Agaricus Blazei, a mysterious mushroom grown in the mountains of South America

The name "Agaricus" is a generic term for mushrooms of the genus Haratake, and there is no mushroom named Agaricus mushroom.
Agaricus, which is generally distributed as a health food, is a mushroom with the scientific name "Agaricus blazei Murill. Its Japanese name is "Himematsutake".
Even though they all belong to Agaricus blazei Murill (hereinafter referred to as Agaricus blazei), their components differ greatly depending on the cultivation method and the place of origin.
Agaricus blazei used by Sun Chlorella originates from a mountain region in Piedade, Brazil.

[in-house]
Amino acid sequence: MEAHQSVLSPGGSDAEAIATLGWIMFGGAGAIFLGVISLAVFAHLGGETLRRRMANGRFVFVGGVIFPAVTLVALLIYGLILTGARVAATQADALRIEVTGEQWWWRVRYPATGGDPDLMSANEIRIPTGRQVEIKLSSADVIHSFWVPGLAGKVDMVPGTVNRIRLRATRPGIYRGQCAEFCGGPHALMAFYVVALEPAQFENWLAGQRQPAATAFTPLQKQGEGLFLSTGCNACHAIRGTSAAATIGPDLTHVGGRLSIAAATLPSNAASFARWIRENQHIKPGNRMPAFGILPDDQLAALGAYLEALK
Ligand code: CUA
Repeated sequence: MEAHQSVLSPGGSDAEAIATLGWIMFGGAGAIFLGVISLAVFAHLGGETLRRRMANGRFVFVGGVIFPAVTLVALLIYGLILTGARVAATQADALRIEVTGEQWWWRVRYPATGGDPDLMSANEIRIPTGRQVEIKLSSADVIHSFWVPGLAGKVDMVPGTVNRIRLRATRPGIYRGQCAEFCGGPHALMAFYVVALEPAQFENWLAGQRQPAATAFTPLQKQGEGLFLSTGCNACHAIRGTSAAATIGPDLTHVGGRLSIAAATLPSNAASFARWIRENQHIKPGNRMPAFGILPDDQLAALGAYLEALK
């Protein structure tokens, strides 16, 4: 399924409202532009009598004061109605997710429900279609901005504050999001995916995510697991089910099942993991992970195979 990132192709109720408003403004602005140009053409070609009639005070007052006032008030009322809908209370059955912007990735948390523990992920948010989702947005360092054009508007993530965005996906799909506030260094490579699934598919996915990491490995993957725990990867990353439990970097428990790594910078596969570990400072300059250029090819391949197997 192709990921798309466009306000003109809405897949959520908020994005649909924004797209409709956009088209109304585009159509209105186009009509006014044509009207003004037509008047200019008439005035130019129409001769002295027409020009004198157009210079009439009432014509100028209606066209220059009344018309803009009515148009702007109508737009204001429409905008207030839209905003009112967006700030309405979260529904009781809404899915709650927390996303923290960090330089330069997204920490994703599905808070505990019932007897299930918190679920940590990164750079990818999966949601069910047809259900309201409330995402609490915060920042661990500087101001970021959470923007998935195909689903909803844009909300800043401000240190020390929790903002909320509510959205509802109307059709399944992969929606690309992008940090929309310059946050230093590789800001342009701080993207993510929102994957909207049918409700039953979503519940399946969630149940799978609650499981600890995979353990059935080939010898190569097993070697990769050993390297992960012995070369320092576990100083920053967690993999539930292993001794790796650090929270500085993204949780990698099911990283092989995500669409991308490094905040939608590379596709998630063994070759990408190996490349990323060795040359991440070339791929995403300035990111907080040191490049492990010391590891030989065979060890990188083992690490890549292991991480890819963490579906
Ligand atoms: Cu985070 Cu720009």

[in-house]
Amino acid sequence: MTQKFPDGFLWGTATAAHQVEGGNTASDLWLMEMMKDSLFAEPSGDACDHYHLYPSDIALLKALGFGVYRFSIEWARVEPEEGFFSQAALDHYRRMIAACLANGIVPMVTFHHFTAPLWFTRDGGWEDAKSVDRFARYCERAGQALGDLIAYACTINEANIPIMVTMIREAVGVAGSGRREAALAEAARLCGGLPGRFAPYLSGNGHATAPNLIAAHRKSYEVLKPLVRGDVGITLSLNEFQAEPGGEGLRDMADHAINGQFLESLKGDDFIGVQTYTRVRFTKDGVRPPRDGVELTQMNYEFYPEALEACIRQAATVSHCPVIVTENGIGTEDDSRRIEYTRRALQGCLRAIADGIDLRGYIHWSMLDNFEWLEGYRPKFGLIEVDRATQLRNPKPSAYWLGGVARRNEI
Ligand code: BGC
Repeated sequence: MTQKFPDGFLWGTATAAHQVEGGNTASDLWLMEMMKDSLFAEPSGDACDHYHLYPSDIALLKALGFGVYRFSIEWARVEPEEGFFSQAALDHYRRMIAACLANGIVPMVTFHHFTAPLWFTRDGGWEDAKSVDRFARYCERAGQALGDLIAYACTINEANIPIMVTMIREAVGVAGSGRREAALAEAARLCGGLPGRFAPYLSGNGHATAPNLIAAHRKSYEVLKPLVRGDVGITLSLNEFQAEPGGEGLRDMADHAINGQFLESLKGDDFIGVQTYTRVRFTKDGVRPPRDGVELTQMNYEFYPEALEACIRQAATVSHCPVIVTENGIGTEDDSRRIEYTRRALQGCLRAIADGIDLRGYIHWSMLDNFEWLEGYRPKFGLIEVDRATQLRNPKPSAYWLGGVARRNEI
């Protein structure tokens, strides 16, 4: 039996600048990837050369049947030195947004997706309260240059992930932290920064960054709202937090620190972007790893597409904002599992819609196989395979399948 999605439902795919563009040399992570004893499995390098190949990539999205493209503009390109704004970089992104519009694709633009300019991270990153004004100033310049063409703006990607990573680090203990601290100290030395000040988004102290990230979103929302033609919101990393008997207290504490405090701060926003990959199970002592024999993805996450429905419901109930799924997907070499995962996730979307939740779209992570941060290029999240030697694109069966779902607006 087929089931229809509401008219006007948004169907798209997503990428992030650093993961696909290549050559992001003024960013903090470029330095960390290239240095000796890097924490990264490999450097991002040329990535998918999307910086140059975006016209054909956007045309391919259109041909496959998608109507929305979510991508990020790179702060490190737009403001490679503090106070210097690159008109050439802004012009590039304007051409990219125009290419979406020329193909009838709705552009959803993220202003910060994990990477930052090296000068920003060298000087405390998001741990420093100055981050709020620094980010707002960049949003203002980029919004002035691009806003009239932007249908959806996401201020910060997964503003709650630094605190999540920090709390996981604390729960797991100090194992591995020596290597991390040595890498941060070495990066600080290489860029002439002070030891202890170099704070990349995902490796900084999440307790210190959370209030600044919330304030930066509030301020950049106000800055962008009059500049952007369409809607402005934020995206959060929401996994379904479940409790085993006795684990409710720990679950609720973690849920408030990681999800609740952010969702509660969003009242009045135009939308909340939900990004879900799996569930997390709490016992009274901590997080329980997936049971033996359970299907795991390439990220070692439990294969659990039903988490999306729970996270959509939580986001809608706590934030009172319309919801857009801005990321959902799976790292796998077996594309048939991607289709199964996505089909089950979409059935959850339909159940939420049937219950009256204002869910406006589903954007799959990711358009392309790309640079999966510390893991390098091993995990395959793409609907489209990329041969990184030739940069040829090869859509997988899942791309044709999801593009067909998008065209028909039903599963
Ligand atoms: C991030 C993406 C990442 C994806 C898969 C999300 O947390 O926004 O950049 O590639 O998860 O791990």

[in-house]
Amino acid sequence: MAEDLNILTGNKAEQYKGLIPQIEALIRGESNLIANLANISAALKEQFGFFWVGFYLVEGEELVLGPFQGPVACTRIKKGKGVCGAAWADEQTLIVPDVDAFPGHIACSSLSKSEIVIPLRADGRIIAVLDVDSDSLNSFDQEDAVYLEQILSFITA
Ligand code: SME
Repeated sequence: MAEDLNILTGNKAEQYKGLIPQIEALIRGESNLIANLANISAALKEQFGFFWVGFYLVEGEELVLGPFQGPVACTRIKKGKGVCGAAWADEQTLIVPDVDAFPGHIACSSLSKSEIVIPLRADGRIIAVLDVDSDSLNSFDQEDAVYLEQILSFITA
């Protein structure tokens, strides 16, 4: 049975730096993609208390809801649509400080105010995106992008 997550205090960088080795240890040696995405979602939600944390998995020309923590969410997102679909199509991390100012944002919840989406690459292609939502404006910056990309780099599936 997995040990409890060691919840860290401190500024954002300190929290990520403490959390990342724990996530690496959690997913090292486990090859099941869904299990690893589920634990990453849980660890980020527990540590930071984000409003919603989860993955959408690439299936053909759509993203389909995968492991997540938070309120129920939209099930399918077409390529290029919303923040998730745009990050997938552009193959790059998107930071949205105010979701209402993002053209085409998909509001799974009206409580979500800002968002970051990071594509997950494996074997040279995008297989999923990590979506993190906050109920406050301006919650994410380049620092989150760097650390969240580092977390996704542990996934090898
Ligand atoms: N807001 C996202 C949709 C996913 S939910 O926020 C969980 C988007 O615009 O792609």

It was brought to Japan in 1965. A Japanese resident in Brazil found it growing wild in the mountains near Sao Paulo and sent it to Dr. Inosuke Iwade, a mushroom specialist.

Agaricus fruiting bodies contain β-(1→3)-D-glucan, β-(1→6)-D-glucan protein complexes and RNA-protein complexes, which help maintain health, and mycelia section contain glucomannan. In addition to them, it is discovered to be rich in vitamins and minerals, which are necessary for health maintenance.

Among them, β-(1→6)-D-glucan, a polysaccharide of Agaricus blazei, is characterized by its ability to bind to many proteins. By binding to proteins, the polysaccharide is better absorbed into the body through the digestive tract, not only when eaten as it is, but also when taken after boiled. Polysaccharides from other mushrooms that do not have this feature, such as the polysaccharides from shiitake mushrooms, are not absorbed when eaten or drunk.

Sun Chlorella uses only the rare "Agaricus blazei Murill (Himematsutake) Iwade 101 strain," which is considered to have particularly high β-(1-6)-D-glucan content among the more than 200 types of agaricus.

Pictures of Agaricus